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From Barnes & NobleThe Barnes & Noble Review
John Nash was a prodigy. A star of the already prestigious Princeton and MIT mathematics departments in the 1950s, Nash was known for his ability to penetrate and solve "deep problems" -- those thought virtually unsolvable by his peers. His greatest contribution came with his advancement of game theory that revolutionized economics. A professor in his 20s, he was a leader in his field, a recognized genius.
And then his life and career collapsed. In 1959, at the age of 30, Nash had a schizophrenic breakdown that saw him disappear from the world of mathematics. He lost his job, his wife, and, seemingly, his sanity.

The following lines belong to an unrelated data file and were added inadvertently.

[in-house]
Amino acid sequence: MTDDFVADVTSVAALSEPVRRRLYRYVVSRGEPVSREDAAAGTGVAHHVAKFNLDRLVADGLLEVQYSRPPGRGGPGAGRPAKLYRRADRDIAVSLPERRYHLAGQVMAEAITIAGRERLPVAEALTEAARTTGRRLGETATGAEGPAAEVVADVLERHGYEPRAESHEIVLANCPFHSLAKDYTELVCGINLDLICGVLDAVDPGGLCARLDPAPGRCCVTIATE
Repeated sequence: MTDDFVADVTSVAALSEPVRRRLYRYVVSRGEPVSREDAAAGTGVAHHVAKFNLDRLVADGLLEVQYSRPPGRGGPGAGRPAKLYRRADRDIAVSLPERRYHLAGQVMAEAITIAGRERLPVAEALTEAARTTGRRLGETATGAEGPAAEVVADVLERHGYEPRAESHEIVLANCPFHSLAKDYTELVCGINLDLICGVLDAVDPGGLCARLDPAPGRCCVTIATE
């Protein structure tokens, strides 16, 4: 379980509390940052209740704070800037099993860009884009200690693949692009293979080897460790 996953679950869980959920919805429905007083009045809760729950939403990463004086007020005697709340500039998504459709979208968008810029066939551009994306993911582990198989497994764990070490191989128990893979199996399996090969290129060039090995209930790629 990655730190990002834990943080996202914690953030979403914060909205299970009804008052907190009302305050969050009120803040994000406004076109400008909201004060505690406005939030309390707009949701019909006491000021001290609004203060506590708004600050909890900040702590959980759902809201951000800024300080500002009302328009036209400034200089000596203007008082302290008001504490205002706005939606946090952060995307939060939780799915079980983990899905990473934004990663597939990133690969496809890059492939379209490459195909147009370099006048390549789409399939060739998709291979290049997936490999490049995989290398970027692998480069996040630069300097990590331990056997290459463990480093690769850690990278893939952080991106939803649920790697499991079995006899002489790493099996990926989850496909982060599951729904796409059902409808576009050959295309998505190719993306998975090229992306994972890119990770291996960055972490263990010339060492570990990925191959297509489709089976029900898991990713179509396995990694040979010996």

Sylvia Nasar's detailed biography of the man, his achievements, and his descent into mental illness is as affectionate towards its subject as it is probing into the often oddly parallel worlds of academia and mental hospitals, genius and madness.
Nasar stays focused on the life of Nash but manages to bring to it insights into the fine line between ill and well. Notably, her behind-the-scenes look at the Nobel Prize committee's consideration of Nash's work and their trepidation at awarding their prestigious prize to a "madman" is an interesting discussion.
Ultimately, the story has a bizarre and happy ending. At 66, Nash inexplicably recovered from his illness, returned to academia, and was awarded the Nobel Prize for economics. (Greg Sewell)